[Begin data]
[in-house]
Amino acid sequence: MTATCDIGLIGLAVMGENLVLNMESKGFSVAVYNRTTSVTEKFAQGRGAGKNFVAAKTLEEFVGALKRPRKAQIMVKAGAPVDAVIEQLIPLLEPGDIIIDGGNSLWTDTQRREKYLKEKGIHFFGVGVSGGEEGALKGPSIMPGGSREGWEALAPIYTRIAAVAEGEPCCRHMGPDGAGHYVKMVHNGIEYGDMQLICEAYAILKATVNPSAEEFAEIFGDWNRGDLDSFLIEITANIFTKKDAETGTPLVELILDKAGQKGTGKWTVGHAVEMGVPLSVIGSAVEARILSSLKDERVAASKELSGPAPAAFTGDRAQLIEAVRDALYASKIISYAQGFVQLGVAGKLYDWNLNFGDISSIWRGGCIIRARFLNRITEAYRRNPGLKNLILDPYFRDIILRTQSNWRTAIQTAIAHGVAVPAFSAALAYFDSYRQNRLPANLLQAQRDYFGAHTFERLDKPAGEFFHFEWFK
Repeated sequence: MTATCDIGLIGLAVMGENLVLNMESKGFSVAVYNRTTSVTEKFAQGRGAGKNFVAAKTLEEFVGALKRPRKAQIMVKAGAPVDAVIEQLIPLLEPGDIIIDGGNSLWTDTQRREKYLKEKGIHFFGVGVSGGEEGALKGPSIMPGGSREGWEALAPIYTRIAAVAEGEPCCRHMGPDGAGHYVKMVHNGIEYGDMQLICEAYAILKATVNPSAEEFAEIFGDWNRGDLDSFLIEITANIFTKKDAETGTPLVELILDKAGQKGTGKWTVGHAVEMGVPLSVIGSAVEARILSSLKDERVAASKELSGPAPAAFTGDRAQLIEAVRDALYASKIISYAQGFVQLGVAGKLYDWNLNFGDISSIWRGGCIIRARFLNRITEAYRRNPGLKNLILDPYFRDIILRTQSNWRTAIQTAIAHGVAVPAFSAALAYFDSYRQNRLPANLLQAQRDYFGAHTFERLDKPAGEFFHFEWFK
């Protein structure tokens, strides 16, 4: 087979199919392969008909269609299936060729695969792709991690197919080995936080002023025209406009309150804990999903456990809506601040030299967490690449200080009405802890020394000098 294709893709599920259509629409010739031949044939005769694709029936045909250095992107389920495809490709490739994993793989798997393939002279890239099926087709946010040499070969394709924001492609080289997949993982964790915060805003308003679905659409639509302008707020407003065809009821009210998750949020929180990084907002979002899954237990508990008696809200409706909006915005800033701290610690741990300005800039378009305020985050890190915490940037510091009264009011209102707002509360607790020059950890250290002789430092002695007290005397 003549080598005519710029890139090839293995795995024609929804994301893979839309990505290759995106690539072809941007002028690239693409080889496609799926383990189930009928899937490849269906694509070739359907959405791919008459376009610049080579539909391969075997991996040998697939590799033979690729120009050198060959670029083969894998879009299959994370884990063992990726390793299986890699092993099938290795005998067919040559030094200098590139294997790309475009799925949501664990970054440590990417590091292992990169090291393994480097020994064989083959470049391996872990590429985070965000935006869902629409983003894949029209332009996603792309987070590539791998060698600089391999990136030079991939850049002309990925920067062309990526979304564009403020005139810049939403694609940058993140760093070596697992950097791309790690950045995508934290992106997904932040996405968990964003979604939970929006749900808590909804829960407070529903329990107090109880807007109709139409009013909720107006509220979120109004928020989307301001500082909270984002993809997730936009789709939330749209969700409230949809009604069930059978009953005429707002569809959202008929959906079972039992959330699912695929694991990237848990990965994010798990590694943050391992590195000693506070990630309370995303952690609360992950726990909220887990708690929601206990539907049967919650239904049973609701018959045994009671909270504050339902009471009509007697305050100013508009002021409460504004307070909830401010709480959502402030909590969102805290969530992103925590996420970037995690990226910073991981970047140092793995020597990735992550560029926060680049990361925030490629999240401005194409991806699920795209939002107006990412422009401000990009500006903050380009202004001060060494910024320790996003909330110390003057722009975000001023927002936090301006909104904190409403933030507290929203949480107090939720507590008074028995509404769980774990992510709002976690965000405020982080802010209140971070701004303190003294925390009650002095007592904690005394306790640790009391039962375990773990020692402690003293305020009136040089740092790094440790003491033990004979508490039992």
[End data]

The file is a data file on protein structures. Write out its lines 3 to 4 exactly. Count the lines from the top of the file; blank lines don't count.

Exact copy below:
Repeated sequence: MTATCDIGLIGLAVMGENLVLNMESKGFSVAVYNRTTSVTEKFAQGRGAGKNFVAAKTLEEFVGALKRPRKAQIMVKAGAPVDAVIEQLIPLLEPGDIIIDGGNSLWTDTQRREKYLKEKGIHFFGVGVSGGEEGALKGPSIMPGGSREGWEALAPIYTRIAAVAEGEPCCRHMGPDGAGHYVKMVHNGIEYGDMQLICEAYAILKATVNPSAEEFAEIFGDWNRGDLDSFLIEITANIFTKKDAETGTPLVELILDKAGQKGTGKWTVGHAVEMGVPLSVIGSAVEARILSSLKDERVAASKELSGPAPAAFTGDRAQLIEAVRDALYASKIISYAQGFVQLGVAGKLYDWNLNFGDISSIWRGGCIIRARFLNRITEAYRRNPGLKNLILDPYFRDIILRTQSNWRTAIQTAIAHGVAVPAFSAALAYFDSYRQNRLPANLLQAQRDYFGAHTFERLDKPAGEFFHFEWFK
């Protein structure tokens, strides 16, 4: 087979199919392969008909269609299936060729695969792709991690197919080995936080002023025209406009309150804990999903456990809506601040030299967490690449200080009405802890020394000098 294709893709599920259509629409010739031949044939005769694709029936045909250095992107389920495809490709490739994993793989798997393939002279890239099926087709946010040499070969394709924001492609080289997949993982964790915060805003308003679905659409639509302008707020407003065809009821009210998750949020929180990084907002979002899954237990508990008696809200409706909006915005800033701290610690741990300005800039378009305020985050890190915490940037510091009264009011209102707002509360607790020059950890250290002789430092002695007290005397 003549080598005519710029890139090839293995795995024609929804994301893979839309990505290759995106690539072809941007002028690239693409080889496609799926383990189930009928899937490849269906694509070739359907959405791919008459376009610049080579539909391969075997991996040998697939590799033979690729120009050198060959670029083969894998879009299959994370884990063992990726390793299986890699092993099938290795005998067919040559030094200098590139294997790309475009799925949501664990970054440590990417590091292992990169090291393994480097020994064989083959470049391996872990590429985070965000935006869902629409983003894949029209332009996603792309987070590539791998060698600089391999990136030079991939850049002309990925920067062309990526979304564009403020005139810049939403694609940058993140760093070596697992950097791309790690950045995508934290992106997904932040996405968990964003979604939970929006749900808590909804829960407070529903329990107090109880807007109709139409009013909720107006509220979120109004928020989307301001500082909270984002993809997730936009789709939330749209969700409230949809009604069930059978009953005429707002569809959202008929959906079972039992959330699912695929694991990237848990990965994010798990590694943050391992590195000693506070990630309370995303952690609360992950726990909220887990708690929601206990539907049967919650239904049973609701018959045994009671909270504050339902009471009509007697305050100013508009002021409460504004307070909830401010709480959502402030909590969102805290969530992103925590996420970037995690990226910073991981970047140092793995020597990735992550560029926060680049990361925030490629999240401005194409991806699920795209939002107006990412422009401000990009500006903050380009202004001060060494910024320790996003909330110390003057722009975000001023927002936090301006909104904190409403933030507290929203949480107090939720507590008074028995509404769980774990992510709002976690965000405020982080802010209140971070701004303190003294925390009650002095007592904690005394306790640790009391039962375990773990020692402690003293305020009136040089740092790094440790003491033990004979508490039992």